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Uber driver death not caused by alcohol, attorney says

Bonifacio Enriquez, 35, of College Point, pleaded not

Bonifacio Enriquez, 35, of College Point, pleaded not guilty Tuesday June 28, 2016 in a Mineola court to an indictment that includes charges of manslaughter, vehicular manslaughter and drunken driving. Credit: NCPD

A lawyer for a Queens man accused of driving drunk and causing an Uber driver’s April death on the Long Island Expressway says alcohol played no role in the crash and prosecutors are using “junk science” against his client.

Bonifacio Enriquez, 35, of College Point, pleaded not guilty Tuesday in a Mineola court to charges including manslaughter, vehicular manslaughter and drunken driving.

Authorities said the April 7 crash in Jericho killed Roohul Ameen, 43, of Bay Shore, whose family described him as a Pakistani immigrant and father of four young children.

Enriquez, an X-ray technician, is facing up to 15 years in prison if convicted of the top charge.

However, defense attorney Todd Greenberg said Tuesday that what happened was an “unavoidable accident.”

The Forest Hills lawyer said Enriquez’ blood alcohol content readings “were below the legal limit,” and the Nassau district attorney’s office was relying on a theory called retrograde extrapolation to claim that his client had been drunk.

The technique uses formulas to estimate a person’s earlier BAC by using a sample obtained later.

“To me, that’s junk science,” Greenberg said in an interview.

But the Nassau district attorney’s office released a statement later saying: “The only thing that matters is the defendant’s blood alcohol content at the time of the crash, not what it was two and a half hours later when his blood was drawn and tested.”

The statement added that “common sense and well-established toxicology evidence will establish that blood alcohol content goes down as time passes,” and that prosecutors intend to prove Enriquez “was legally intoxicated when he killed” the victim.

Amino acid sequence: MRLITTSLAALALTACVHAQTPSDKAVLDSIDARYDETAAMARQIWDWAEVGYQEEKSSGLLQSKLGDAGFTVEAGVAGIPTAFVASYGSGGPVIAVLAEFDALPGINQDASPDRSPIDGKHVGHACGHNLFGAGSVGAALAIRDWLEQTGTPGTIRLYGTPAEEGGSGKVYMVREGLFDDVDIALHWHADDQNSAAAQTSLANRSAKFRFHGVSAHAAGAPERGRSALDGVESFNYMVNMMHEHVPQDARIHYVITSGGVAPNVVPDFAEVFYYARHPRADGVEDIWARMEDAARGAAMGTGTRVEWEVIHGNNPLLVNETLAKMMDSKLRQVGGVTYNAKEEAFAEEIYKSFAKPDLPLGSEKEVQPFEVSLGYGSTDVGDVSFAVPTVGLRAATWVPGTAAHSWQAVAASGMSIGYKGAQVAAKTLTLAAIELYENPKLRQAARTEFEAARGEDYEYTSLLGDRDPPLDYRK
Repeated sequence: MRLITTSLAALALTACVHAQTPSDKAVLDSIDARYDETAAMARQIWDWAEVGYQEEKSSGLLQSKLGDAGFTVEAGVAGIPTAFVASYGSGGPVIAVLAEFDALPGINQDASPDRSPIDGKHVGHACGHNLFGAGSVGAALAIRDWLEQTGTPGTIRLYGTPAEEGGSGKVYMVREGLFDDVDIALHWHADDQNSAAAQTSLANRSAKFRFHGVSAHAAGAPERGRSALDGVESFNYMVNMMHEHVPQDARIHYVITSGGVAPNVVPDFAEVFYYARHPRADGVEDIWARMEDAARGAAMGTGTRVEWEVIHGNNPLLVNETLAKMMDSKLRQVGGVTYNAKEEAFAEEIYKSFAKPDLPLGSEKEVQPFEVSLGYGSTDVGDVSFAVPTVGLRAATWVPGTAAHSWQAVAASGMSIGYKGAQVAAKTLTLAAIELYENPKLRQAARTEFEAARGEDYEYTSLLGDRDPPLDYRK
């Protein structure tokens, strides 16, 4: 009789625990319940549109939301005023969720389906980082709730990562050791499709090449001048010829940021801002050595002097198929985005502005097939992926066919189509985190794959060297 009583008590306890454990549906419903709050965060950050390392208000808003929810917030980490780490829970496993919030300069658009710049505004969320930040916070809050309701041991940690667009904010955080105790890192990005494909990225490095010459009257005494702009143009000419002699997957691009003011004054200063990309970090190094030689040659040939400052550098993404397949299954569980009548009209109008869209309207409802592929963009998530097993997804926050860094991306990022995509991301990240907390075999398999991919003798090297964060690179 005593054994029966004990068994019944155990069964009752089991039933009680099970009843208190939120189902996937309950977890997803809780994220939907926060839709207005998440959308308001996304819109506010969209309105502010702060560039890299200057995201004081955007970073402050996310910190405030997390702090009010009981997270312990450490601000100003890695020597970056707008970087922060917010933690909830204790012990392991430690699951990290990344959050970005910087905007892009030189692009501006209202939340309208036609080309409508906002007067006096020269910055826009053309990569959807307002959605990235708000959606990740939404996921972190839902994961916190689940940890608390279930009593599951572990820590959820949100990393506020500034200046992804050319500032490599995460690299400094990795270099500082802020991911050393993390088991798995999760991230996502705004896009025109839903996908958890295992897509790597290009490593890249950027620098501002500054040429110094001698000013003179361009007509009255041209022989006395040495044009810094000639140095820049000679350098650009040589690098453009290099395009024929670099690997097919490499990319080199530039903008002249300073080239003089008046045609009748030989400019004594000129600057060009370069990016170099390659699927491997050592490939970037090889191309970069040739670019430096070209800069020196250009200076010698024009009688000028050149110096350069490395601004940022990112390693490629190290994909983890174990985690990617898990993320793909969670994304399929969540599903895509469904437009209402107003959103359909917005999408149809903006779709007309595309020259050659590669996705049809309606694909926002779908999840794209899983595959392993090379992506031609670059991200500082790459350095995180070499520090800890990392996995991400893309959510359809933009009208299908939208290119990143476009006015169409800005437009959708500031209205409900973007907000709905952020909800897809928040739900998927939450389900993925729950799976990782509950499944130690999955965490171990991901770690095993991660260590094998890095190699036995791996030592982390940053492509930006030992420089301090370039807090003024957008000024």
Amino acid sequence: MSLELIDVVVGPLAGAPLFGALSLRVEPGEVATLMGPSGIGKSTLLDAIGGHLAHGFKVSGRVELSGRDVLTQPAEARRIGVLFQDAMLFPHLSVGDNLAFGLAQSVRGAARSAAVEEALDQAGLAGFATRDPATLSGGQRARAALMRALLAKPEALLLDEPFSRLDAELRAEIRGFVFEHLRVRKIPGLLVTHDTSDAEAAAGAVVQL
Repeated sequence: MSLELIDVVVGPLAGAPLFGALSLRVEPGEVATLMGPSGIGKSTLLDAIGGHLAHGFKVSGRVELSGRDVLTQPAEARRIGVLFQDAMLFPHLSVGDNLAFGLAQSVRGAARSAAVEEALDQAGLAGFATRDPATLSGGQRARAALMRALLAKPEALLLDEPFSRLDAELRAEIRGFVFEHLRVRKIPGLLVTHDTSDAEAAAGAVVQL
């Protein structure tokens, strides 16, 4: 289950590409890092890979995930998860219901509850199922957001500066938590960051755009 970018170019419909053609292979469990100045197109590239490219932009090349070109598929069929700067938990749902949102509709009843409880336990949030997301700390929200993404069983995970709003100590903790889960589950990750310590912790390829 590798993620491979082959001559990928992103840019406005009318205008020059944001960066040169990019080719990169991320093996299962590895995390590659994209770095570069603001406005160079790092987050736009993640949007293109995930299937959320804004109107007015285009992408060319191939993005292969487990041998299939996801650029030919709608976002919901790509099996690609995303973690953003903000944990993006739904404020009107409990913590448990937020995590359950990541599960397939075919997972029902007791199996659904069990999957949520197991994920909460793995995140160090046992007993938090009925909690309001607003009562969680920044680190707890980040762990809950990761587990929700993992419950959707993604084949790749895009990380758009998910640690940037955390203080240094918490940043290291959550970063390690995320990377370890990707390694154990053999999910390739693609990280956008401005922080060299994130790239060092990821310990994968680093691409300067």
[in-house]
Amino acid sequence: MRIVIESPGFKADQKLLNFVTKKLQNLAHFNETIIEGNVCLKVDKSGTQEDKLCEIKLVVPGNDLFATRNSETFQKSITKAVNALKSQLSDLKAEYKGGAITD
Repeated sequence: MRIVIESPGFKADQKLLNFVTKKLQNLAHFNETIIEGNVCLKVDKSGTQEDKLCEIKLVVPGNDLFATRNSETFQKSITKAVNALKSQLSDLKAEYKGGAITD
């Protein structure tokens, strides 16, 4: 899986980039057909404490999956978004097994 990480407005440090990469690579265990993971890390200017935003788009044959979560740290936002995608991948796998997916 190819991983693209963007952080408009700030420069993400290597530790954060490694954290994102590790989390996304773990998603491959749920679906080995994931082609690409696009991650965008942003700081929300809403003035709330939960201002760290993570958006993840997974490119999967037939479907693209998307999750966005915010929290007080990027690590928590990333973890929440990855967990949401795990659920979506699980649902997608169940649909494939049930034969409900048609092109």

Prosecutors said the victim stopped his car on the LIE before the 2:05 a.m. crash because he was trying to tie up his Toyota Camry’s front bumper – which had become dislodged after an accident earlier that day in the city.

Prosecutors are alleging that at the time of the crash Enriquez had a BAC of approximately 0.13 percent – above the 0.08 legal threshold for intoxication.

Authorities said the victim was standing outside his car in the eastbound HOV lane, and Enriquez tried to pass on the left – between the Camry and median – before hitting the Camry and the victim with his Ford Escape and propelling the victim’sbody into the left lane.

Police previously said the driver of a Nissan Altima then hit the victim and dragged him for about half a mile. That driver won’t be criminally charged, prosecutors said Tuesday.

But Greenberg said the Nissan driver’s actions would “play a serious role” in his client’s defense.

The victim’s niece, Komal Khan, 19, said after Enriquez’ arraignment that her family was grieving “because someone decided it’s OK to drink and then get behind the wheel.”

Khan said her late uncle’s children, the youngest only an infant, now will have to grow up without him.

“The 5-year-old, he, every day, is like, ‘When’s Dad coming home?’”

The victim, an Uber driver in Manhattan, was on his way home at the time of the crash, according to relatives.

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